A New Chapter in the U.S. Energy Revolution
Posted January 18, 2019
The new Short-Term Energy Outlook from the U.S. Energy Information Administration (EIA) details the vigor of American crude oil production and strengthening U.S. energy security. This is good news for the economy, consumers and America's place in the world. Consider:
- EIA estimates U.S. crude oil production averaged 10.9 million barrels per day (b/d) in 2018, an increase of 1.6 million b/d over 2017. EIA says production reached its highest level and had its largest volume growth on record.
Increased crude oil production from tight rock formations within the Permian region in Texas and New Mexico accounts for 0.6 million b/d of the U.S. total growth expected by EIA in 2019, and 0.5 million b/d in 2020. The remaining increase comes from the Bakken, Eagle Ford, Niobrara, and Anadarko regions and also from the Federal Gulf of Mexico.
U.S. production elicited this from the International Energy Agency in its monthly oil market report:
[T]he US, already the biggest liquids supplier, will reinforce its leadership as the world's number one crude producer. By the middle of the year, US crude output will probably be more than the capacity of either Saudi Arabia or Russia.
Think about the point on capacity, near the end of the paragraph above. Previously, U.S. oil leadership came with an asterisk – while the U.S. led the world in production, it was primarily because others were choosing not to produce at full capacity. This truly is a new chapter in the U.S. energy revolution.
- EIA estimates crude oil and petroleum products net imports fell to an average of 2.4 million b/d in 2018, from 3.8 million b/d in 2017 – and 12.5 million b/d in 2005.
- EIA forecasts that net imports will keep declining this year, to an average of 1.1 million b/d and to less than 0.1 million b/d in 2020. EIA forecasts that in the fourth quarter of 2020, the United States will be a net exporter of crude oil and petroleum products by about 0.9 million b/d.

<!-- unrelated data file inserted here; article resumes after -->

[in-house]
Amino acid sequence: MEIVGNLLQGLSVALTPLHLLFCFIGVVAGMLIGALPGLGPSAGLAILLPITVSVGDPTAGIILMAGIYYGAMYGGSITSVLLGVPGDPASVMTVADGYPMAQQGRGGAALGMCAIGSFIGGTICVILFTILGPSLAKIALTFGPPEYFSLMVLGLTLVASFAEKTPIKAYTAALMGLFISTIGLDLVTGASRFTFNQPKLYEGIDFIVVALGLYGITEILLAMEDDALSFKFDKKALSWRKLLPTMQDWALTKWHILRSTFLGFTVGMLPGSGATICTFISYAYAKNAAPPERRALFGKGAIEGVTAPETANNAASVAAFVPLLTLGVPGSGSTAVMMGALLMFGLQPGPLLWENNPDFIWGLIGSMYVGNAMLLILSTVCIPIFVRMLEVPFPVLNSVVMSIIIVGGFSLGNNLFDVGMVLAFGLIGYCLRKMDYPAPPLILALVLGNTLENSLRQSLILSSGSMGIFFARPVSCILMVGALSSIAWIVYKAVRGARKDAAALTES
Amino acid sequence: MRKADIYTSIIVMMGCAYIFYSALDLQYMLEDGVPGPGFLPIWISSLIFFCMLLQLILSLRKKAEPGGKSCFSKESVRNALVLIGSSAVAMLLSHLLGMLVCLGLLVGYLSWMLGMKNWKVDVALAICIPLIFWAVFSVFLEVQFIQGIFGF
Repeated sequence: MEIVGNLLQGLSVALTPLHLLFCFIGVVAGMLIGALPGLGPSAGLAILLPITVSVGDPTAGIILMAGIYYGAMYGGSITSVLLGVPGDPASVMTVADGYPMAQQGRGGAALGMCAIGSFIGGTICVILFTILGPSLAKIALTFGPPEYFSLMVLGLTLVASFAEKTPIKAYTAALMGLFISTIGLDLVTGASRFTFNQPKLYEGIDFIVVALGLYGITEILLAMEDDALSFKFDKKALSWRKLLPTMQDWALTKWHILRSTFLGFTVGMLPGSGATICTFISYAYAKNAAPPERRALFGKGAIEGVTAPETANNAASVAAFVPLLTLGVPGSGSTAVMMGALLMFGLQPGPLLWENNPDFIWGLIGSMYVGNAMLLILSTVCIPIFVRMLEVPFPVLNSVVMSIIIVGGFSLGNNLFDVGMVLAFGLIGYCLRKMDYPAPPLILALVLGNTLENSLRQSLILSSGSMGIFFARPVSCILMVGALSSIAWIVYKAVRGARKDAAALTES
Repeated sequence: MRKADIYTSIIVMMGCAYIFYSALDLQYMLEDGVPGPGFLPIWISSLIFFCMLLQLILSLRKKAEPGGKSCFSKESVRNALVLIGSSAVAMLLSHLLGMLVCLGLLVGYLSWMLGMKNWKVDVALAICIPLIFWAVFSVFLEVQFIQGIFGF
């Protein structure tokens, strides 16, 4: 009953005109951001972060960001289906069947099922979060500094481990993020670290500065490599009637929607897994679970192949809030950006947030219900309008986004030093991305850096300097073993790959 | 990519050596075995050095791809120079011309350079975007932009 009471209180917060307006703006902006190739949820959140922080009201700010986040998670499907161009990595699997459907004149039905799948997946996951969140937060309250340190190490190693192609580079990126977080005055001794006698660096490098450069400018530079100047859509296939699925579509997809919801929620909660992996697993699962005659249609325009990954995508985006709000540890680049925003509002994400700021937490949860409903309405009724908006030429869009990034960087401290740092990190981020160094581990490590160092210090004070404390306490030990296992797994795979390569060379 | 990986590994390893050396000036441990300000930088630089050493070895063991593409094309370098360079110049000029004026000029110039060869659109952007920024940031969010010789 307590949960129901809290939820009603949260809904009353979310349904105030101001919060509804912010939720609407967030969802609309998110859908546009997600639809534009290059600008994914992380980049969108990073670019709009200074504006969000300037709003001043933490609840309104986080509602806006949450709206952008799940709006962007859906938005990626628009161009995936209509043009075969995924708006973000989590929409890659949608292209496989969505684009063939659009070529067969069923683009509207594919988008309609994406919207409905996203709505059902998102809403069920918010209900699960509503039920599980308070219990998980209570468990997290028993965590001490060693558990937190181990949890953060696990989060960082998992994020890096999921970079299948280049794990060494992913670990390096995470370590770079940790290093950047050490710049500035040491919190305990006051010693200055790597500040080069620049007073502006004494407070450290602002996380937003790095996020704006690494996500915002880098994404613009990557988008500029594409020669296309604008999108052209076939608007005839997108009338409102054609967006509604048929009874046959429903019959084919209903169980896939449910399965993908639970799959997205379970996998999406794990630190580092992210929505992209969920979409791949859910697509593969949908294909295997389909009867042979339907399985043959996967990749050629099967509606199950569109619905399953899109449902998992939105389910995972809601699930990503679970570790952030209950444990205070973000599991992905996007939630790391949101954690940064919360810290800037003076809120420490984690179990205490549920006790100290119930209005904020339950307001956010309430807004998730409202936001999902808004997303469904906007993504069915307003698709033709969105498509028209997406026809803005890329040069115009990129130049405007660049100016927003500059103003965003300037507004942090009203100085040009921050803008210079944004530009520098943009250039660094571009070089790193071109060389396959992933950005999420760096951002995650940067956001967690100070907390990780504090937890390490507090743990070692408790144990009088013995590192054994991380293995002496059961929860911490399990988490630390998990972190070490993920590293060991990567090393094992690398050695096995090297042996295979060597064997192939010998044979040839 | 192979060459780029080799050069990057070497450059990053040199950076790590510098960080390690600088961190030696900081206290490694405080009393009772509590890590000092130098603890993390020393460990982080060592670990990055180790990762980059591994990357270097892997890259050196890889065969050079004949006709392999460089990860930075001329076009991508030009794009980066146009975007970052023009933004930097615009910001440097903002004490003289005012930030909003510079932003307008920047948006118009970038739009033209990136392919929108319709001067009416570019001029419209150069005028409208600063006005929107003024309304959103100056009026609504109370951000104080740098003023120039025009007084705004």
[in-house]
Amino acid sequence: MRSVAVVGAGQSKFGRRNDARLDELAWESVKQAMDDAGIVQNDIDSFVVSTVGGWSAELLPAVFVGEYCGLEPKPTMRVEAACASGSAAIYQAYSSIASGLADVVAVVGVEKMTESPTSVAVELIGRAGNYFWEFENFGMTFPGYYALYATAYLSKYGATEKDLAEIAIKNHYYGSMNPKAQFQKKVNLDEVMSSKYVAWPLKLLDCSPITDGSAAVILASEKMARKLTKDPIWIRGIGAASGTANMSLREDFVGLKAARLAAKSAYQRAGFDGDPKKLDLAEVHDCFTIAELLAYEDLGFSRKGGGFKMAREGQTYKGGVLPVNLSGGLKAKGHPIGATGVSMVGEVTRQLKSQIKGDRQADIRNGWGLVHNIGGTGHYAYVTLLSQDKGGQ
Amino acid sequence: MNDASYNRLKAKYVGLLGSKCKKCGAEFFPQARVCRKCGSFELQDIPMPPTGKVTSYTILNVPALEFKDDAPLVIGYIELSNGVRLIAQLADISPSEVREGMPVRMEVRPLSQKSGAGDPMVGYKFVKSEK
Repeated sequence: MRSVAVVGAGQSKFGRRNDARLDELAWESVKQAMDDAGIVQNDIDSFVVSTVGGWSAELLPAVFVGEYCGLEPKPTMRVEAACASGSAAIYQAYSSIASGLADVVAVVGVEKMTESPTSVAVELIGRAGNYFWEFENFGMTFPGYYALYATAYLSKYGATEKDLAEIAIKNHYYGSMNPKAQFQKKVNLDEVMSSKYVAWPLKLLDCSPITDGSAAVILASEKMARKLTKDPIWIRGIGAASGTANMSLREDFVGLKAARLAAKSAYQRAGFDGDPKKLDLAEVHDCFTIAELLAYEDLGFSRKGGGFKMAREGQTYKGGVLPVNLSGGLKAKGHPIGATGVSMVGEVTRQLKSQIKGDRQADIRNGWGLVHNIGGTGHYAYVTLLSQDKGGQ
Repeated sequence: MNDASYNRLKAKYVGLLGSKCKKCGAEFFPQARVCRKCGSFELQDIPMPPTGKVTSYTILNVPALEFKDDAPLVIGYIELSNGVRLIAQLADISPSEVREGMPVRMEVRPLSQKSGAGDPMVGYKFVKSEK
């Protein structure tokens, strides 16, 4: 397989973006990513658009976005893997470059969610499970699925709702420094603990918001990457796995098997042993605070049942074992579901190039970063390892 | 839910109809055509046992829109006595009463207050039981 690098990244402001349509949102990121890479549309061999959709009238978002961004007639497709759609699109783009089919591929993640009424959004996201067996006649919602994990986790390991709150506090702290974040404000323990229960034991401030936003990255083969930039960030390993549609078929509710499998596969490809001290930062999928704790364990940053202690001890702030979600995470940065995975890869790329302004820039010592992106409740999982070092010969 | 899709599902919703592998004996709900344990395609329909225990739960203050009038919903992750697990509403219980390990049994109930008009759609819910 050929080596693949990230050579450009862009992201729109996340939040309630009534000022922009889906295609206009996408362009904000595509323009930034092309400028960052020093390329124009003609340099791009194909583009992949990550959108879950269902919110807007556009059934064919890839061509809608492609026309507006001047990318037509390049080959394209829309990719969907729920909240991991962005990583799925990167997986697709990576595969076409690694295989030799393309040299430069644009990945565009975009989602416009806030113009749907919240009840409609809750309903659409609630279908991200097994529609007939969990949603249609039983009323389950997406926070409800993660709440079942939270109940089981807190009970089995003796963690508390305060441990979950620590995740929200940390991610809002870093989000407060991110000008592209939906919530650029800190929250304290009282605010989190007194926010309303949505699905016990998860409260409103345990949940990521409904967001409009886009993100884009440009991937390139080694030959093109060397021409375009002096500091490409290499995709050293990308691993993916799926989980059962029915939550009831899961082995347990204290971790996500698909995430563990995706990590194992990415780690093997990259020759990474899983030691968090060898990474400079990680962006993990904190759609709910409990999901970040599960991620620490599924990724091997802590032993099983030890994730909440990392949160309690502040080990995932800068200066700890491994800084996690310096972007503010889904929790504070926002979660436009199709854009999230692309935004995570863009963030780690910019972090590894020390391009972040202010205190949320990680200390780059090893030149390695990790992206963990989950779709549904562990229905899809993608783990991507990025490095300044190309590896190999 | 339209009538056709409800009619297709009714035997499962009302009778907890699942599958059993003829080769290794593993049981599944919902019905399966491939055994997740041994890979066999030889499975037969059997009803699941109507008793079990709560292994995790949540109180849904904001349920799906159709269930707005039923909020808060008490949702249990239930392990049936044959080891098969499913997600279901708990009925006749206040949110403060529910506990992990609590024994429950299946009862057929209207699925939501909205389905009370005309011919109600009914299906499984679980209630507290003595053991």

EIA Administrator Linda Capuano:
“Steady growth from non-OPEC countries, including the United States, headlines the forecast for global crude oil production through 2020. We expect the United States to remain the world’s largest producer. … EIA sees global oil markets in relative balance over the next two years with U.S. production growth more than offsetting declining production from OPEC, and some non-OPEC countries, due to last month’s announced production cuts.”
Again, EIA’s report and forecast suggest another big important year for U.S. energy. The United States leads the world in natural gas and oil production, which means opportunity and security for the nation. America has the energy to grow economically, to innovate and create and to achieve goals here at home and around the world. Producing more of the natural gas and oil domestically means less dependence on others and greater energy security. API President and CEO Mike Sommers, at API’s State of American Energy Event:
“[W]e are a world away from an era when our entire economy seemed to depend on the changing moods and interests of an oil cartel. There are days when the United States actually exports more oil than some OPEC nations produce. So in global energy markets, we’re playing with a very different hand, to the advantage of this country and many others.”
Stable, affordable energy drives economic growth and strengthens our energy security. Read about the policies and initiatives that will help support and expand the energy revolution in API’s annual report, “America’s Generation Energy.”
About The Author
Mark Green joined API after a career in newspaper journalism, including 16 years as national editorial writer for The Oklahoman in the paper’s Washington bureau. Previously, Mark was a reporter, copy editor and sports editor at an assortment of newspapers. He earned his journalism degree from the University of Oklahoma and master’s in journalism and public affairs from American University. He and his wife Pamela have two grown children and six grandchildren.